You know what gets tech marketers really excited? Telling people in detail about the latest enhancement to their Whatever-as-a-Service platform that increases scalability and extensibility by 4 percent. Plus, the latest integration with Microsoft and the rollout of version 3.2 of their software. And bug fixes…don’t forget bug fixes.
Spoiler alert: No one wants to hear about those things.
Well, not NO one. There will be engineers and people using your product who care. But if you’re really trying to tell a story that will make people sit up and take notice, throwing the tech-spec kitchen sink at them is not the way to go.
Just like any good story, the kind of brand storytelling we should be working toward in the tech space is a narrative that connects your brand to customers, with a focus on linking what you stand for to the values you share with your customers. It’s the why. The kitchen sink stuff is the how and the what.
On Compliance, Airplanes and Runways
We have a tech client that inherently gets the value of good storytelling. It’s a good thing, since they’re in a space—governance, risk and compliance—that would make most of the general public’s eyes glaze over.
Case in point: We were working with them to tell a story around GDPR and how they help. If you’re not familiar with it, GDPR is the General Data Protection Regulation—a law in Europe that requires companies to protect their customer data and report on breaches in some very specific ways. If they don’t comply, they face the possibility of catastrophic fines.
So, it’s a big deal.
But to those of us who don’t live and breathe it every day, it’s just another acronym that we may have heard and sorta-kinda understand.
I asked my client to tell me more about GDPR and some of the issues around it. He said:
“The GDPR deadline is here, but there’s so much about the law that isn’t defined yet. Complying with GDPR is like trying to get an airplane to take off on a runway that isn’t built yet.”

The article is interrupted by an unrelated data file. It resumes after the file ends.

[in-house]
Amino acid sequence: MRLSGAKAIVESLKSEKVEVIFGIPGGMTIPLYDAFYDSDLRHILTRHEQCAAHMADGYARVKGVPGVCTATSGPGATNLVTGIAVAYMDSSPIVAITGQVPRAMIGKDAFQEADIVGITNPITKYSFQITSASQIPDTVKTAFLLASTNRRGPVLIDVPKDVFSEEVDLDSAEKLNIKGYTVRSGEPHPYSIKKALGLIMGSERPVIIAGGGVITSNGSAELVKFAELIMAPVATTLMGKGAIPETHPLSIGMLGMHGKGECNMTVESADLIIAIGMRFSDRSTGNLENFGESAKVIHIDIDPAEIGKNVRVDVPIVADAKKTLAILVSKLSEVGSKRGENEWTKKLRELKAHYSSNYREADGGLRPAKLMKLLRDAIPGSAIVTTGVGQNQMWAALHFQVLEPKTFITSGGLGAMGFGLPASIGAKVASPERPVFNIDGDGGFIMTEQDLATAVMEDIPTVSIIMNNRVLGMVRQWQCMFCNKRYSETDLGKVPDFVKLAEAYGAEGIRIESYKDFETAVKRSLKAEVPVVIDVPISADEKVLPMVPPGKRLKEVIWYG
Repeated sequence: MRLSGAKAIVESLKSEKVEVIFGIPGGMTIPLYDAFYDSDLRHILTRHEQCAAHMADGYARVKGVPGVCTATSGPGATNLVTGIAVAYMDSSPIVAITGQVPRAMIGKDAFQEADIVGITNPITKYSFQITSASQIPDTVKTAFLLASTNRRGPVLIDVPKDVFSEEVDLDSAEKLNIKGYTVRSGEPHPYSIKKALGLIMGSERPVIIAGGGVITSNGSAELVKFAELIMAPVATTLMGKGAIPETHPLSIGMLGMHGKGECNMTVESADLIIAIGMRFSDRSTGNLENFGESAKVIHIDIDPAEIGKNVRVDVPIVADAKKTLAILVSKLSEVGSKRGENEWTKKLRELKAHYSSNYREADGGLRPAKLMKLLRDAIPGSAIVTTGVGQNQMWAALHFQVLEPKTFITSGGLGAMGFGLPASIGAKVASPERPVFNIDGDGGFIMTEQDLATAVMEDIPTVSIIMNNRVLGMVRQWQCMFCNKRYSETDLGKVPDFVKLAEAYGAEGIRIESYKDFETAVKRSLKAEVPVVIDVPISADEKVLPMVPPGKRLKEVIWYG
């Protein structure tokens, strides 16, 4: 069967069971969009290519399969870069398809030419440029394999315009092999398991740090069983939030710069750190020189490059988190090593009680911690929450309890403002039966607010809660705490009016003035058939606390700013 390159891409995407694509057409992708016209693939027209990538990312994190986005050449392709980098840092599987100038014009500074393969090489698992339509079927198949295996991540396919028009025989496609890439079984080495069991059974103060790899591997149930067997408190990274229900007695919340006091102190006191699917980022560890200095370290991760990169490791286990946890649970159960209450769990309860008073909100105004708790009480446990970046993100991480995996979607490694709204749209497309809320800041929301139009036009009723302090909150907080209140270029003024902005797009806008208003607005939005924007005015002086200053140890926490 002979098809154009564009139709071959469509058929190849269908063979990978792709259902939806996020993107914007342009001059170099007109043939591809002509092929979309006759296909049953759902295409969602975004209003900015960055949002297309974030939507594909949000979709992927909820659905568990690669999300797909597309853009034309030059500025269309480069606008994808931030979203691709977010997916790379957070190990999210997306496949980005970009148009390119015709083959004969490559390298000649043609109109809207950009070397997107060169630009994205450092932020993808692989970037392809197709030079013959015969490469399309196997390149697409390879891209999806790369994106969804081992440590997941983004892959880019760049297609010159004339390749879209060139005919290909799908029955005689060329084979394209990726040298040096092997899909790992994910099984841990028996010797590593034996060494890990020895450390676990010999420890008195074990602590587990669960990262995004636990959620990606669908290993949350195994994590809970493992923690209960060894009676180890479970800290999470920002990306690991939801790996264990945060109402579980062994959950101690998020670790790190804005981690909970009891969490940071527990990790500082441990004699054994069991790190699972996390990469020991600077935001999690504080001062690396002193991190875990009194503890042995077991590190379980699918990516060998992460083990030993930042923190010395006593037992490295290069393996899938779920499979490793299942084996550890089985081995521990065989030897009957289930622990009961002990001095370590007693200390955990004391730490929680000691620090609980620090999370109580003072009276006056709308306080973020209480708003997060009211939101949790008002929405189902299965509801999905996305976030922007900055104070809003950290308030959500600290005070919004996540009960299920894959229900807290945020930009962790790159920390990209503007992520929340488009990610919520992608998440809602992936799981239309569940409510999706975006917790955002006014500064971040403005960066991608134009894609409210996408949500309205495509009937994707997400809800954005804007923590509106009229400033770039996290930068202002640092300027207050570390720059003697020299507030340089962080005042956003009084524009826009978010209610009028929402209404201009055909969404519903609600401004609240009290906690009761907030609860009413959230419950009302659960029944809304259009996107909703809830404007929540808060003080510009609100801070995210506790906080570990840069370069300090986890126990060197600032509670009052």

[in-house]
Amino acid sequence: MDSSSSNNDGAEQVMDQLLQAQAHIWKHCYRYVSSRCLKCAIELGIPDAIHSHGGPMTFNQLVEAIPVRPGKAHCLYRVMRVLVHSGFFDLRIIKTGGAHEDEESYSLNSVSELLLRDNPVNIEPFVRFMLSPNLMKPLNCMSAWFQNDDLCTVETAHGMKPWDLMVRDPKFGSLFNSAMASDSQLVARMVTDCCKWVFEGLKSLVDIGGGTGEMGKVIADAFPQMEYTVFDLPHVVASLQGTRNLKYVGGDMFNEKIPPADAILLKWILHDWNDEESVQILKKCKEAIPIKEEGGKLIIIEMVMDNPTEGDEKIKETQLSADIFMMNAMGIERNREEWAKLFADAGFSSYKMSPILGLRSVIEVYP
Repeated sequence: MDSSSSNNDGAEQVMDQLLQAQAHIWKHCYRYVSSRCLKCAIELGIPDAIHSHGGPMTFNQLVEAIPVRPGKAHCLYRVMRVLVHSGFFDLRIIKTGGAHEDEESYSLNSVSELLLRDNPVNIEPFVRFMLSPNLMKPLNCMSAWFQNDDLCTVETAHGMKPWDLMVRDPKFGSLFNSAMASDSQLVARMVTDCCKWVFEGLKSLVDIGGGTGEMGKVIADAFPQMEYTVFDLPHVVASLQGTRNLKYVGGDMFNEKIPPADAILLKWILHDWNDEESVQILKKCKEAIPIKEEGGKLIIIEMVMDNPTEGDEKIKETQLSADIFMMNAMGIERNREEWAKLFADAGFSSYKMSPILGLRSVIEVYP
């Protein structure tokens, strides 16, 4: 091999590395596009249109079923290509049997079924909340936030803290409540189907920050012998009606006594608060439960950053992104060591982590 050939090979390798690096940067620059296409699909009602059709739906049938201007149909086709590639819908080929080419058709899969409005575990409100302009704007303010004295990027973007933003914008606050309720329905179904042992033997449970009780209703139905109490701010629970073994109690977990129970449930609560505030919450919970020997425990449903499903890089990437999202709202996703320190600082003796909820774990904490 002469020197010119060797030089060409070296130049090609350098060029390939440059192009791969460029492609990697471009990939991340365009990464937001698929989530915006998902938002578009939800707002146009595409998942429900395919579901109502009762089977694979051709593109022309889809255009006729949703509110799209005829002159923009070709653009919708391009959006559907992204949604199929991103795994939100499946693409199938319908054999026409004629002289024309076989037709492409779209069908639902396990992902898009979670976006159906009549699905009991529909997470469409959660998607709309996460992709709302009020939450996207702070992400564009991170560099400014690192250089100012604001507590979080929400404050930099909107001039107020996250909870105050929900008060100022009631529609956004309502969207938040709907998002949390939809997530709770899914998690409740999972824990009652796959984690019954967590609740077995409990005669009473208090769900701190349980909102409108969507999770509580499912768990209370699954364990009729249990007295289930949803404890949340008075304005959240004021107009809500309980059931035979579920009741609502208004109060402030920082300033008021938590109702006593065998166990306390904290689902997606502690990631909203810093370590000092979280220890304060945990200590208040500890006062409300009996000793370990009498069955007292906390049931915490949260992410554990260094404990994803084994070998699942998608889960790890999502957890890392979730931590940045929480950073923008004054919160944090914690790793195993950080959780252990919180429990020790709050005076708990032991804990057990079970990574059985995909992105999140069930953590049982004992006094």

Wow. Powerful visual. And I asked him what his company’s role was in the whole situation:
“Our platform keeps the plane from crashing by helping you figure out how ready you are.”
From there, we extrapolated their larger story, not just about GDPR and compliance, but how they help organizations understand in the simplest terms their risks and the areas where they’re most vulnerable. And it’s working in all the ways you’d want it to: more leads of better quality, analysts get what they’re doing and customers renew.
Who Are You Really Marketing to Anyway?
The crux of telling a good story about a technology company is knowing who your audience is. I write the previous sentence knowing it’s not a profound statement, but many tech marketers make the wrong assumptions about who they’re marketing to.
If it’s a current customer, you may be reaching a lot of engineers and tech folks who care about the details.
However, a prospect or cold lead is different. As is the case with most of the tech clients we work with, the decision maker who pulls the trigger on a purchase is decidedly non-technical.
They may sit in a hybrid role that spans the space between technology and the business. Think of someone like a CIO or a CMO who knows about general technology trends and has enough experience to dive into tech a bit, but has likely not written a line of code in their life (or at least in very many years).
They need to hear a story about the problem and how you solve it. If that story resonates, then they’ll read your case studies and product sheets and take a closer look at your technology.
Where We Go From Here
Content Marketing Institute’s 2018 Technology Content Marketing Survey shows that 78 percent of tech marketers are prioritizing providing the right content to the right person at the right time. In that same survey, just under 70 percent rated their content marketing efforts somewhere between a failure and moderately successfully.
There’s still work to be done.
Our collective next step as tech marketers is to evolve from thinking only of “content”—assets we produce to push people from one point in the customer journey to the next—and start thinking about telling better stories.
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